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 user 2008-12-12 at 10:53:59 am Views: 70
  • #20446
    Currency Pain in Asia
    Japanese Competitive Edge Gets Lost in Translation
    In an economic slump, the lowest cost producer wins. That is, unless, the low-cost producer is a Japanese company.The yen has emerged from the credit crunch as one of the year’s best-performing currencies. It is up 20% against the dollar, and 35% against the euro.
    An electronic board shows the 12-month movement of the Japanese yen against the Hong Kong dollar in October.

    movement of Japanese yen
    Add in the impact of plunging currencies among its Asian rivals, and Japan’s exporters have a real problem on their hands. South Korea’s currency, the won, has tumbled 31% against the dollar this year, for example. It is down 43% against the yen.Small wonder then that, in local-currency terms, shares of Korea’s Samsung Electronics have fallen only 13%, while those of Japanese rival Toshiba are down more than 61%.

    Even if both sell a DVD player for $60 at Best Buy, the profits they’ll take back to Seoul and Tokyo will be starkly different. It also means that Samsung has room to cut prices further than Toshiba does, without hammering margins in local currency. If the currency adjustment lasts for any length of time, it provides a chance for Samsung to boost market share.But Japan isn’t alone in this pickle. The won also is down 29% against the new Taiwan dollar, giving Korean memory-chip makers a similar edge over their Taiwanese rivals.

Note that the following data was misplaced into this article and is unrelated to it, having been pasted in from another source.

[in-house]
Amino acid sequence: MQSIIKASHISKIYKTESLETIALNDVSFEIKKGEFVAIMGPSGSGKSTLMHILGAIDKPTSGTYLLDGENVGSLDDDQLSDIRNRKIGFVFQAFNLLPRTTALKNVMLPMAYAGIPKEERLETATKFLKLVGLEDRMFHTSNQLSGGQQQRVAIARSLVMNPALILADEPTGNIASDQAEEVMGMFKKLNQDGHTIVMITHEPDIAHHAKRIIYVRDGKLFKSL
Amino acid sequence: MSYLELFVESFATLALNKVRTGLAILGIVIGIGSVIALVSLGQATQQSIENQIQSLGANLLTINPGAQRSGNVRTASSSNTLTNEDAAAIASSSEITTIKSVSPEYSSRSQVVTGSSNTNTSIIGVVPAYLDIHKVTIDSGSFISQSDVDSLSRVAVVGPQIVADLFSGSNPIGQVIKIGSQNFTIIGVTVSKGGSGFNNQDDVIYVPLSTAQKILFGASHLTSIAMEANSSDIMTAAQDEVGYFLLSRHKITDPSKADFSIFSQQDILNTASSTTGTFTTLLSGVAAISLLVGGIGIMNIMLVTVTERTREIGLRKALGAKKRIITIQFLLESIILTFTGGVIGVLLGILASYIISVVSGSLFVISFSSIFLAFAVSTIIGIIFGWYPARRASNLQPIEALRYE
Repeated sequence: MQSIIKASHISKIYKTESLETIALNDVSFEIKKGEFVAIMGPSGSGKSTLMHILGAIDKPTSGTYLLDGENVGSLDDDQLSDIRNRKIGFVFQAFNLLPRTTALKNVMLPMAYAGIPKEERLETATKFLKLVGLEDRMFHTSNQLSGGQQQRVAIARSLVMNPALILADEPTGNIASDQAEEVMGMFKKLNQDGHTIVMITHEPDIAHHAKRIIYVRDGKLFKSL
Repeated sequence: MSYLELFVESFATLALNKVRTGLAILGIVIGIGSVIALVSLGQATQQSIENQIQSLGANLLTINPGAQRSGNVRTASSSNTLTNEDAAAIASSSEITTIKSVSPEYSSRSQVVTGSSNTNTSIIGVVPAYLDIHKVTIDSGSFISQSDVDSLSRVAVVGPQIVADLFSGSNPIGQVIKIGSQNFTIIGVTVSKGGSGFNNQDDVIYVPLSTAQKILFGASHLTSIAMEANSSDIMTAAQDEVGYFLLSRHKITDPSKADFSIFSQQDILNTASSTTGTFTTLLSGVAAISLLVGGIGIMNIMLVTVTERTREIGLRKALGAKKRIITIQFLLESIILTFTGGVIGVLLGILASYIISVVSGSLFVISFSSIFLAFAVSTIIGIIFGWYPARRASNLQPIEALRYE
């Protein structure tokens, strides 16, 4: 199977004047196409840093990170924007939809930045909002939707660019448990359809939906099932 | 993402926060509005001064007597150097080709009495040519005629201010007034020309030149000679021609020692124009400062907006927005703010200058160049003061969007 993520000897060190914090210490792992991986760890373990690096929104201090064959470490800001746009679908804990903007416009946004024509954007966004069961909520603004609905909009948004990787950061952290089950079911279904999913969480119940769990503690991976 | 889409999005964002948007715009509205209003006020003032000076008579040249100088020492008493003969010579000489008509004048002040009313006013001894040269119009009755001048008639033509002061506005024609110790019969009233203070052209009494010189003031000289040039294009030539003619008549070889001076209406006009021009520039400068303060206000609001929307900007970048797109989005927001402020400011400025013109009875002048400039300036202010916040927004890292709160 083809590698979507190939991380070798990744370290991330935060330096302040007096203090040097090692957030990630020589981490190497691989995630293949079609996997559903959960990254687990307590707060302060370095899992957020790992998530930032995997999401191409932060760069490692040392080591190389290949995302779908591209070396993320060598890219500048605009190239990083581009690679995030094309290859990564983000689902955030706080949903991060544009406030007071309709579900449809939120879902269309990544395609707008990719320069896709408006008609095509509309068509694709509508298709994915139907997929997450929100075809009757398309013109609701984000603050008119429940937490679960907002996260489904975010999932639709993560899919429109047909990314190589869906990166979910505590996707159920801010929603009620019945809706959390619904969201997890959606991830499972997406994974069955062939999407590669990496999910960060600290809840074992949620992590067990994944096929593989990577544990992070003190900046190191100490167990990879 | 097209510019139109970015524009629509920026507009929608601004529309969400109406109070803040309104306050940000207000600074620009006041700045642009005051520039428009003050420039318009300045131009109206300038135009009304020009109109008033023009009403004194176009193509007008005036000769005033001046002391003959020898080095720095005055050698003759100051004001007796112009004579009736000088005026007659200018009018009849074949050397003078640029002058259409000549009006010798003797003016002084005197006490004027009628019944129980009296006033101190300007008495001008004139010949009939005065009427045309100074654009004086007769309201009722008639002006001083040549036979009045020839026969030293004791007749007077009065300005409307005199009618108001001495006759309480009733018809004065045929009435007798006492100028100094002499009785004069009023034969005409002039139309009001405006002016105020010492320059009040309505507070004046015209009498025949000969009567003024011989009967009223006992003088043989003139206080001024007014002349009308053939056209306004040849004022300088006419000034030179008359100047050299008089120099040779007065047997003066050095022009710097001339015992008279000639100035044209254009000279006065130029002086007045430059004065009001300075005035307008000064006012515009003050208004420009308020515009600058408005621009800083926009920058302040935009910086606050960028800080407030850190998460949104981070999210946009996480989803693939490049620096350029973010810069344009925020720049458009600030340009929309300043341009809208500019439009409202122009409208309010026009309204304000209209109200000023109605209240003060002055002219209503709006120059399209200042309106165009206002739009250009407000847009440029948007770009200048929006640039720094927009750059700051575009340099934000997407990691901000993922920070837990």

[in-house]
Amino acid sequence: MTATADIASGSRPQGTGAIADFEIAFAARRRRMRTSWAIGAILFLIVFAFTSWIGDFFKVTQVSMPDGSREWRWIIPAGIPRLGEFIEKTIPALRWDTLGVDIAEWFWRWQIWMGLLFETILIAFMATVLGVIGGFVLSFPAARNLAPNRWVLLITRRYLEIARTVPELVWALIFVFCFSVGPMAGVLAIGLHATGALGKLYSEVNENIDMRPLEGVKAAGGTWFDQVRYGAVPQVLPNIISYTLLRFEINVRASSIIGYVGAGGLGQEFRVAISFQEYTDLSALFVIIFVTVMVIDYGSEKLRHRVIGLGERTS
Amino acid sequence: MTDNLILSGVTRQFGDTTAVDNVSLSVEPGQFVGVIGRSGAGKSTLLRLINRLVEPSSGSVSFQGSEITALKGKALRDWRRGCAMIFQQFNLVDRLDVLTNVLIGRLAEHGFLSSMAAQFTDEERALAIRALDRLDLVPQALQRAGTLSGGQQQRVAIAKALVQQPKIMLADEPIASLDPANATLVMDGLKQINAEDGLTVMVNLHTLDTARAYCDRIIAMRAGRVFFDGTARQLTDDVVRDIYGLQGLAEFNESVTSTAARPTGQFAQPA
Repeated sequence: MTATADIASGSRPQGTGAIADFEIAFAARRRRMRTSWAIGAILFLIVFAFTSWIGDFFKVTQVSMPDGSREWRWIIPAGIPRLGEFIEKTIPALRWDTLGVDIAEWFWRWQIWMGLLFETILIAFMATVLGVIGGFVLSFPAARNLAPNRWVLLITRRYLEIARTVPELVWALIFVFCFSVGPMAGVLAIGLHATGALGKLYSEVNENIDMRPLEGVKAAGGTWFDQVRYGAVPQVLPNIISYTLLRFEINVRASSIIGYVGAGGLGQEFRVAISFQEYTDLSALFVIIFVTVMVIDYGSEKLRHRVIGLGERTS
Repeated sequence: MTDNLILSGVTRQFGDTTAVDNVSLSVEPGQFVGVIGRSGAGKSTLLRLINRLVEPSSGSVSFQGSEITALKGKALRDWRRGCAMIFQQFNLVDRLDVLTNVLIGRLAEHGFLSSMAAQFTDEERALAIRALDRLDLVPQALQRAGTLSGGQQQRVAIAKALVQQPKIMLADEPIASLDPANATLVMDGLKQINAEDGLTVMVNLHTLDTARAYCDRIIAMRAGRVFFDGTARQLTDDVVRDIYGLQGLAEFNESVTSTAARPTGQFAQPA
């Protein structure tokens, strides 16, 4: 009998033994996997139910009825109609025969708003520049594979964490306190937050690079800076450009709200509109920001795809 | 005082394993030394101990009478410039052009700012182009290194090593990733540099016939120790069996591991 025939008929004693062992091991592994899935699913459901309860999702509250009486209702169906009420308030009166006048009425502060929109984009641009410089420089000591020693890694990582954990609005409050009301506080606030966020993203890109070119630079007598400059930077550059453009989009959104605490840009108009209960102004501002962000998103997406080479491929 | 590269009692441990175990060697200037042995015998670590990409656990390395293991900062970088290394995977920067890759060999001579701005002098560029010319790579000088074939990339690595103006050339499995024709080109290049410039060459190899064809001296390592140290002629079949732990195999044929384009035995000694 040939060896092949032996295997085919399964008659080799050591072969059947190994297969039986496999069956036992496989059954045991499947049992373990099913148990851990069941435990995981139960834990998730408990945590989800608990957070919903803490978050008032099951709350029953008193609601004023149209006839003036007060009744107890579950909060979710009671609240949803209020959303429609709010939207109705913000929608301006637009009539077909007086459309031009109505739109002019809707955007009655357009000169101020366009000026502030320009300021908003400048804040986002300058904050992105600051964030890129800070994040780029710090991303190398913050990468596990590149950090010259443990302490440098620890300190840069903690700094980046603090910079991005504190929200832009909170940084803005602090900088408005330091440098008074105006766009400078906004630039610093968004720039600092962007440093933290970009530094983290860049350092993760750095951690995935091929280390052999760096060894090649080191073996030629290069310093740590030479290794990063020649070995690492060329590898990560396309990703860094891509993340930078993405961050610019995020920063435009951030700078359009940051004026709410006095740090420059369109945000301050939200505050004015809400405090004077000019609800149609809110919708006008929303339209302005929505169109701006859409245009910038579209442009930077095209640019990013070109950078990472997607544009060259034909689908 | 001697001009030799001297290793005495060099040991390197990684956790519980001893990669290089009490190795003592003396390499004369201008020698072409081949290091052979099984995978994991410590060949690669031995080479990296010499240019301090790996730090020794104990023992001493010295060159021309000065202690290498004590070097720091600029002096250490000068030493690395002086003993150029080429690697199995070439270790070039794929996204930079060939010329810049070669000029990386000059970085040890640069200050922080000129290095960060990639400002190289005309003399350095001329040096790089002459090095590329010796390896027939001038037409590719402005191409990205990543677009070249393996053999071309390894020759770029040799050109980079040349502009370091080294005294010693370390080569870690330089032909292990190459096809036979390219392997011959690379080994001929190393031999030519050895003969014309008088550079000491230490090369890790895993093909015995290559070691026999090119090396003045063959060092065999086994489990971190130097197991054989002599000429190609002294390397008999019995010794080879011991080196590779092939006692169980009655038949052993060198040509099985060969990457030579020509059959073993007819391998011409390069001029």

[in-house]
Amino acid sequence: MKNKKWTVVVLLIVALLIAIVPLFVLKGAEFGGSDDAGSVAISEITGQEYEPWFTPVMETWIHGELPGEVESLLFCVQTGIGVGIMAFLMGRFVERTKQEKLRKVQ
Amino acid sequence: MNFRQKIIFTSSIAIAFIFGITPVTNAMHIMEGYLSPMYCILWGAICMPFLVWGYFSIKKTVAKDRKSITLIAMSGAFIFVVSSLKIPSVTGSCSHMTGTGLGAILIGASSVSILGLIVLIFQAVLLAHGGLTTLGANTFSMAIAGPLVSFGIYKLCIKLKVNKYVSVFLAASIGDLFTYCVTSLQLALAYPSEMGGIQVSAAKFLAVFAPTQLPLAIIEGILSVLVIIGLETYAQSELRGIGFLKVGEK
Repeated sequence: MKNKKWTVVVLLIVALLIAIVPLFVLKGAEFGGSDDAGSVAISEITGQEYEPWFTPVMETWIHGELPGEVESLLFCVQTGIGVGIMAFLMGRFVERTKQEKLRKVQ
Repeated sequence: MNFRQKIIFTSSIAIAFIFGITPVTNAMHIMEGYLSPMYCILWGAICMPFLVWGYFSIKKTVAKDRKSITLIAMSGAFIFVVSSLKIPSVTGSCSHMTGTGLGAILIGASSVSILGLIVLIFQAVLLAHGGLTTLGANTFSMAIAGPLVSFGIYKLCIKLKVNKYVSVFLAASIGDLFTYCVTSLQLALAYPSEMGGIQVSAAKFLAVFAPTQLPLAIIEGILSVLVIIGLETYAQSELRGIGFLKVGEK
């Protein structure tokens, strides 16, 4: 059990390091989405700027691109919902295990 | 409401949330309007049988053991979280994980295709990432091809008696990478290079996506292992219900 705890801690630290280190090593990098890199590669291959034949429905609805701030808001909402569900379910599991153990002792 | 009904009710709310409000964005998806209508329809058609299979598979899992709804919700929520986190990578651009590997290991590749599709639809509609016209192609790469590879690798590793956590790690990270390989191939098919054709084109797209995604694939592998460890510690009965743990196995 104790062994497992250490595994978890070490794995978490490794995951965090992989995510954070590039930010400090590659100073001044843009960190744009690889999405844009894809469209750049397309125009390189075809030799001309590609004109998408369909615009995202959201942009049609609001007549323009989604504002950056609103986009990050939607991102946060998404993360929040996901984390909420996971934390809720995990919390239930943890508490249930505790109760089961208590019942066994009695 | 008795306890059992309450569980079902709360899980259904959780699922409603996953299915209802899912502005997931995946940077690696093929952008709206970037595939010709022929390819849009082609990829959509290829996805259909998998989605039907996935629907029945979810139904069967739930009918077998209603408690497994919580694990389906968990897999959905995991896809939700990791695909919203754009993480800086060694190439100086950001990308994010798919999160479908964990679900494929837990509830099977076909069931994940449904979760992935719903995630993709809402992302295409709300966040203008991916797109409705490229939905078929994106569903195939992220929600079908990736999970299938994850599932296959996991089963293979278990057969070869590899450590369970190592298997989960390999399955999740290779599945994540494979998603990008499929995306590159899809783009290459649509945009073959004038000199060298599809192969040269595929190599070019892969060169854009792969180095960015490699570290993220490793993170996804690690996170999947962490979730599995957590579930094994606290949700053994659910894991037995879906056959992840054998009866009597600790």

Like Japan, China has also seen its currency strengthen as a result of Beijing’s exchange-rate fixing mechanism. A 23% drop in the rupee against the yuan means the advantage swings to clothing factories in India.When the won last slumped this much a decade ago, South Korea relied on exports to nurse itself back to health.

    A repeat might be more challenging with American and European consumers wary of buying some goods even at deep discounts. Meanwhile, currency fluctuations take time to have an effect, because importers and suppliers need time to adjust contracts.But if the currency moves last, Korea’s extra competitiveness may give a fillip to the economy in 2009, even though Korea also could face negative effects from a weak won, such as more expensive imported raw materials.

    One question is whether those with strong currencies look for a way to protect their exporters. Competitive devaluations don’t appear on the agenda right now for Japan and China.But China already has given a signal that the steady upward climb of the yuan against the U.S. dollar could be over for now. And speculators have started betting that a deep global recession could yet inspire more radical currency moves.